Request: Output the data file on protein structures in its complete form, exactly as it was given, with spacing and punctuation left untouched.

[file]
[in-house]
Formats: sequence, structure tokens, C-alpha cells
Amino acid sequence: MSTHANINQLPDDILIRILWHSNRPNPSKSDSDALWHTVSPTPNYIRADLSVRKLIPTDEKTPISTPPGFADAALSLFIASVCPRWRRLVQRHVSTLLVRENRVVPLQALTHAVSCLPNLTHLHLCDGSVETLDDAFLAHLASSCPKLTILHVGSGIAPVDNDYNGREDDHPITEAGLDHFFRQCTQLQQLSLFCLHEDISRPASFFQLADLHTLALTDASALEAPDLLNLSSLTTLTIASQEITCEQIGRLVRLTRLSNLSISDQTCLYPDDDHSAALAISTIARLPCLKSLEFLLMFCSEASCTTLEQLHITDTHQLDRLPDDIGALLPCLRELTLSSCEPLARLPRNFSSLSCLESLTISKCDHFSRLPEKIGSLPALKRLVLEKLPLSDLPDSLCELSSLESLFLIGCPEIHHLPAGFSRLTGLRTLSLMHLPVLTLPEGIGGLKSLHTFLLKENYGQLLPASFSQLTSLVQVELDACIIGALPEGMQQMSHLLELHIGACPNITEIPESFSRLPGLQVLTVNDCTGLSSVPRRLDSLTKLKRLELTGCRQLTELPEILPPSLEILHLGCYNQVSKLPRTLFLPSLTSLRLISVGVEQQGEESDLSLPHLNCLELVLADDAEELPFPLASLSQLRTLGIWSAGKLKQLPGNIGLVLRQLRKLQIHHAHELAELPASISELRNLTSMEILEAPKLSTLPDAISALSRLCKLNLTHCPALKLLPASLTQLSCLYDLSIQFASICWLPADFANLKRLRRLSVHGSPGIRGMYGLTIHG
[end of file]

[in-house]
Formats: sequence, structure tokens, C-alpha cells
Amino acid sequence: MSTHANINQLPDDILIRILWHSNRPNPSKSDSDALWHTVSPTPNYIRADLSVRKLIPTDEKTPISTPPGFADAALSLFIASVCPRWRRLVQRHVSTLLVRENRVVPLQALTHAVSCLPNLTHLHLCDGSVETLDDAFLAHLASSCPKLTILHVGSGIAPVDNDYNGREDDHPITEAGLDHFFRQCTQLQQLSLFCLHEDISRPASFFQLADLHTLALTDASALEAPDLLNLSSLTTLTIASQEITCEQIGRLVRLTRLSNLSISDQTCLYPDDDHSAALAISTIARLPCLKSLEFLLMFCSEASCTTLEQLHITDTHQLDRLPDDIGALLPCLRELTLSSCEPLARLPRNFSSLSCLESLTISKCDHFSRLPEKIGSLPALKRLVLEKLPLSDLPDSLCELSSLESLFLIGCPEIHHLPAGFSRLTGLRTLSLMHLPVLTLPEGIGGLKSLHTFLLKENYGQLLPASFSQLTSLVQVELDACIIGALPEGMQQMSHLLELHIGACPNITEIPESFSRLPGLQVLTVNDCTGLSSVPRRLDSLTKLKRLELTGCRQLTELPEILPPSLEILHLGCYNQVSKLPRTLFLPSLTSLRLISVGVEQQGEESDLSLPHLNCLELVLADDAEELPFPLASLSQLRTLGIWSAGKLKQLPGNIGLVLRQLRKLQIHHAHELAELPASISELRNLTSMEILEAPKLSTLPDAISALSRLCKLNLTHCPALKLLPASLTQLSCLYDLSIQFASICWLPADFANLKRLRRLSVHGSPGIRGMYGLTIHG